Water Birthing: Discover the benefits

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The properties of warm water baths, when used during labor and delivery, are lulling, hushing, settling, and yes, pain-relieving1. As with all things about birthing, it’s important to learn well and plan better. Done correctly, water baths can help an expectant mother maintain her calm, control2 and focus during the birth experience and give baby a very gentle, natural, birth.

Here are 5 tips to help you achieve a great water birth:

#1 Know What to Expect, and What Not

Natural births can be beautiful, rewarding and inspiring of courage -especially when you find yourself able to maintain your will and focus throughout. Hydrotherapy can assist in this by making you more comfortable during labor and delivery. In clinical settings, research has found that women who are immersed in warm water in the first phase of labor tend not to request epidural pain relief, have less pain, overall, and even experience more self esteem3.

#2 Get the Right Water Birthing Pool

The birthing pool should be deep enough to immerse your entire belly into the water2. These are available in Australia from places like BirthPool.com.au and BirthaFloat.com. Your midwife might have her own pool, however, and you may only need to purchase your own sterile liner. There is no need to be unduly worried about infection, however. The rate of infection actually decreases under hydrotherapy as opposed to land labor3.

#3 Make it the Best Timing

There are varying factors that decide the best timing for your water bath:
Whether you choose to deliver the baby into the water, or not.
Your stay in the bath shouldn’t exceed 1-2 hours, to avoid your labor slowing down2.
Some researchers suggest you delay going into the pool until active labor starts2 (+3cm) to prevent labor slowing.
It is also during active labor that water has maximum effect on pain relief and cervical dilation4.

#4 Get Comfortable

Water birthing aid mum’s comfort, before and after giving birth. The position you use can help as well. In general, sitting, squatting or standing positions are best5 for faster delivery and lend more comfort to your back. In a water bath, you’re naturally in a semi-sitting position, which is great, and you can easily go on all fours if you like or even on your knees, while holding on to your partner over the top of the pool.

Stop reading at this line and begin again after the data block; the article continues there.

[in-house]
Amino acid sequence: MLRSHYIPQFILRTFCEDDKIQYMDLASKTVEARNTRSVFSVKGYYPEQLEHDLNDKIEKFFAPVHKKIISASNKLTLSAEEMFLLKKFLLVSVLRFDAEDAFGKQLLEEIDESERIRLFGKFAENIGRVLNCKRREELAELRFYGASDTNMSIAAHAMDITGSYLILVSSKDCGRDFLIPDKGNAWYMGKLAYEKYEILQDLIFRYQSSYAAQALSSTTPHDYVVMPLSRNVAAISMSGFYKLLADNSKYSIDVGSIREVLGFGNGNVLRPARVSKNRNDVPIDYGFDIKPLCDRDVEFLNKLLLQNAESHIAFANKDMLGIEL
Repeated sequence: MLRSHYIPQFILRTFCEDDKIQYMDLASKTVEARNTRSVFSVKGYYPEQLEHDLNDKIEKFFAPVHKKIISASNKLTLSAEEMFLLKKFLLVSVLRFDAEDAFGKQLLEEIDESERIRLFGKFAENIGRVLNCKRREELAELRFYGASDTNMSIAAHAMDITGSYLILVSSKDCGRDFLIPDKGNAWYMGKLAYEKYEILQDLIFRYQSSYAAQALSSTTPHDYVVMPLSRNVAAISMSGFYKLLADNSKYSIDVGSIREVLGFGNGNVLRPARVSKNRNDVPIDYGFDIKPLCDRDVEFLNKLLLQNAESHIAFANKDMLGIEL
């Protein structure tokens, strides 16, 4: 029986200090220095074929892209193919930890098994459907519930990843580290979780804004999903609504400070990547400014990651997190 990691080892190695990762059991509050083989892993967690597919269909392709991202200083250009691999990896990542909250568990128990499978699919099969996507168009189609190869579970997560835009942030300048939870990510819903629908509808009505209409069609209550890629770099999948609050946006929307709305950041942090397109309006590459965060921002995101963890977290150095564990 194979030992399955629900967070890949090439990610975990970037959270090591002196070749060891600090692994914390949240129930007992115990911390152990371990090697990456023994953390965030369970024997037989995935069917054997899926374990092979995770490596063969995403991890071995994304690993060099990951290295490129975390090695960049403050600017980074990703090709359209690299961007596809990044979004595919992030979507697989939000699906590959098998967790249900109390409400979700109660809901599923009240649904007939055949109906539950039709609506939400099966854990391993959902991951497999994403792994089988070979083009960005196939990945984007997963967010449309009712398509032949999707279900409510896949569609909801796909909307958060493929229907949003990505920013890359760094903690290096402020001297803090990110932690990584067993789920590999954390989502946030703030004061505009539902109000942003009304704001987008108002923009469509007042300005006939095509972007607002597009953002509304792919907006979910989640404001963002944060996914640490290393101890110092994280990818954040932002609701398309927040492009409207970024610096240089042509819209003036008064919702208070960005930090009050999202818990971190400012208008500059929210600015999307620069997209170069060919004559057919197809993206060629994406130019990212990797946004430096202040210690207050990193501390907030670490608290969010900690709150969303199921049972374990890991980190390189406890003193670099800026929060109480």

Water temperature should not exceed 37.5 degrees Celsius.
After delivery, water births also aid health and comfort by softening the perineum to ease the immense stretching that will occur and help avoid episiotomies or tears3.

#5 Don’t Fear Drowning

Remember, baby has been ‘holding her breath’ within the water of the womb for some time now. When using a birthing pool or tub, it is important that when she exits, she comes out fully submerged in the water. Her diver’s reflex allows her to automatically keep holding her breath while immersed. A trained midwife will be careful to make sure to afterwards will raise her head and body gently to the surface for the first breath. Hannah Dahlen, professor of midwifery at the University of Western Sydney found, after studying over 6000 women at a birthing center over a period of twelve years, that “babies born in a semi-seated position [while in water] had a four-and-a-half times”6 higher initial health ratings than women who had vaginal births outside the water. According to Dahlen, “The idea that babies are more likely to drown if born in water, or that rates of tearing and injury are worse, doesn’t hold up.”

There’s great news, too, for those who prefer a hospital setting over a birthing center or home birthing. More and more hospitals in Australia are installing birth pools by popular demand. You can find a listing here.

Best of luck in the planning and carrying out of your water birth!



    1. The Effects of Hydrotherapy on Anxiety, Pain, Neuroendocrine Responses, and Contraction Dynamics During Labor: http://www.ncbi.nlm.nih.gov/pmc/articles/PMC3904302/

    2. Update on nonpharmacologic approaches to relieve labor pain and prevent suffering: http://onlinelibrary.wiley.com/doi/10.1016/j.jmwh.2004.07.007/full

    3. Complementary and alternative approaches to pain relief during labor: http://www.hindawi.com/journals/ecam/2007/256475/abs/

    4. Hydrotherapy and water birth, sink or swim?: a review on the safety and efficacy of water therapy practices in labor and delivery units: http://cardinalscholar.bsu.edu/handle/123456789/198573

    5. Observing Position and Movements in Hydrotherapy: A Pilot Study: http://www.researchgate.net/profile/Mary_Stark/publication/5626016_Observing_position_and_movements_in_hydrotherapy_a_pilot_study/links/5432ba300cf225bddcc7c862.pdf



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